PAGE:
PRLog - June 29, 2011 - COQUITLAM, British Columbia -- Vancouver, B.C- Recent events in Syria have served as stark reminder of the high price paid by many around the world advocating for social change. And while we may not face the same violent reprisals of those who have bravely given their lives in the Middle East, activist Betty Krawczyk reminds Canadians that the situation is far from perfect here.
This Dangerous Place
And the 82 year-old great-grandmother knows whereof she speaks. Krawczyk spent ten months in prison after being arrested for protesting the bulldozing of public lands. It was an act of peaceful protest that was criminalized by the BC government on behalf of corporate interests. And while the author of Clayoquot, Lock Me Up, and now This Dangerous Place is not comparing her treatment to the experiences of those in the Middle East, she feels there’s an important lesson to be learned by Canadians.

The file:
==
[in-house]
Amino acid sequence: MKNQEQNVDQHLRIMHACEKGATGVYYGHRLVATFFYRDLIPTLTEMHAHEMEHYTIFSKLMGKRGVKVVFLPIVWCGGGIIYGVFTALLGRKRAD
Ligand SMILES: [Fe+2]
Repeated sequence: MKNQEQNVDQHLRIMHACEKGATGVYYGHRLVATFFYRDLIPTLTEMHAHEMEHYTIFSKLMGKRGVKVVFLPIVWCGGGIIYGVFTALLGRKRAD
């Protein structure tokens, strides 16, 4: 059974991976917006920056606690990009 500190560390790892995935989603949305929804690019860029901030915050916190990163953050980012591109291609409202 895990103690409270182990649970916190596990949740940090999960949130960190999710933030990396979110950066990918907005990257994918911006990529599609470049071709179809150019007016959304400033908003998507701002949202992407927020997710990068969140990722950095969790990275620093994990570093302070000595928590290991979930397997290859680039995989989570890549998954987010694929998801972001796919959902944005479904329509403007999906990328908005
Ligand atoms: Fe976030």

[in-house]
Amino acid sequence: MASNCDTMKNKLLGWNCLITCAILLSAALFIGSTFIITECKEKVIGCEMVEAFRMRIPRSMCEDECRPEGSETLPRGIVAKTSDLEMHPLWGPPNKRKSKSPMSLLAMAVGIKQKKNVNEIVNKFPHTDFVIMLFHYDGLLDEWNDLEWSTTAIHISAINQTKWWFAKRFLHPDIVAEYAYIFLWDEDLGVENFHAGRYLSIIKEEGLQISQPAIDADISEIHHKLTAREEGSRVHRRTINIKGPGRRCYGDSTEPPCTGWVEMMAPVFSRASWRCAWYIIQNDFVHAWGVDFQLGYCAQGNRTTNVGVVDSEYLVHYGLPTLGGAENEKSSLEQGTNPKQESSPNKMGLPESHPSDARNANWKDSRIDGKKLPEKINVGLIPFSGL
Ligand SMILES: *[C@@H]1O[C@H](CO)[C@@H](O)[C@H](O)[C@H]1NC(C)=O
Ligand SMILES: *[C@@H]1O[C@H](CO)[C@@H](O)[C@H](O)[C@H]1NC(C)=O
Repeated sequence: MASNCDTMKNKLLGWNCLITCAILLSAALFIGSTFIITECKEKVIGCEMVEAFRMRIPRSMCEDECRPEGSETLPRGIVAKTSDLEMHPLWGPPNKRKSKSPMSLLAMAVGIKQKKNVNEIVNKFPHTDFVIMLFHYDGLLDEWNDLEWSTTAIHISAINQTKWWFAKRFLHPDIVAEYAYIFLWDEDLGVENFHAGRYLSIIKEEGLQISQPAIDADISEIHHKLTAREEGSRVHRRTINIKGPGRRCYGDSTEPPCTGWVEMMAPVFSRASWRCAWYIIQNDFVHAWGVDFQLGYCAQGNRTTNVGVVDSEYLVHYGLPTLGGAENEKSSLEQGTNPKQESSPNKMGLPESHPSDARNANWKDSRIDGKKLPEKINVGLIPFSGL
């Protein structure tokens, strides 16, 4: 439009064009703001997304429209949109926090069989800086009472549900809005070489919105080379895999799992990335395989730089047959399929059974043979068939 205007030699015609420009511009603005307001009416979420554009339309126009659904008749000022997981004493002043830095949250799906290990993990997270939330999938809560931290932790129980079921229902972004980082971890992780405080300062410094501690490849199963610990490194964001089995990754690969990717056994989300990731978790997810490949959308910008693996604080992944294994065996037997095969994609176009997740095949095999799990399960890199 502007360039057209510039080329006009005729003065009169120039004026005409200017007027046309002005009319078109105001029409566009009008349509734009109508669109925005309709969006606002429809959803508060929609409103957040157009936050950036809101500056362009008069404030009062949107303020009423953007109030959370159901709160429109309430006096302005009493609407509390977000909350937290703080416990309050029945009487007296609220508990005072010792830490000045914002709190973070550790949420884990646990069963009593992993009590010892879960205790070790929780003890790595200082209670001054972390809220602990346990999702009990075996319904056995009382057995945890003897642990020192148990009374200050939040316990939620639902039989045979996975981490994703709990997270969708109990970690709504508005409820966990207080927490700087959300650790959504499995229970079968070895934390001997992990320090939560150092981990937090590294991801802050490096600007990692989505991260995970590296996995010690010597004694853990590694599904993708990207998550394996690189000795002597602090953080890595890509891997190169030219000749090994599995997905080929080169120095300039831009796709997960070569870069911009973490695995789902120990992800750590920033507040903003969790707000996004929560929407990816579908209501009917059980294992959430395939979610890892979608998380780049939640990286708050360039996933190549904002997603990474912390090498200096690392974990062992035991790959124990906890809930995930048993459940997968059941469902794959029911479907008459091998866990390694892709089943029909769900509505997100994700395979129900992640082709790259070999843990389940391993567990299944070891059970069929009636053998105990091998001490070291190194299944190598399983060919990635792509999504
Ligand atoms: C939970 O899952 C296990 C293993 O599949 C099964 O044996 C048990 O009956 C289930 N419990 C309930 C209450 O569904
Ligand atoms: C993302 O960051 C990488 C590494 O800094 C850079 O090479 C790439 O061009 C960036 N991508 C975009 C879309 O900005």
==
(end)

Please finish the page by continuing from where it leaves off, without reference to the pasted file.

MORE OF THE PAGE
“Public spaces and public land are just that: public. That means they’re for the people, and we have the right, indeed obligation, to ensure that they’re protected. But all too quickly conditions can deteriorate to the point where peaceful civil actions become criminalized, or worse,” explains Krawczyk, “The brave people of Egypt, Tunisia, Syria and Libya have provided us with a reminder of what can happen when the space for public discourse is taken away.”
Betty’s new book will be available through her website at http://www.schiverrhodespublishing.com/
You can also email her at: betty.krawczyk@
To book an interview contact
Rachel Sentes, Publicist
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gal-friday is a publicist, and freelance writer She works with authors, agents, publishers, businesses and cool arts causes. She is partnered with Brian Wood- a non-fiction literary agent in Vancouver to maximize publicity exposure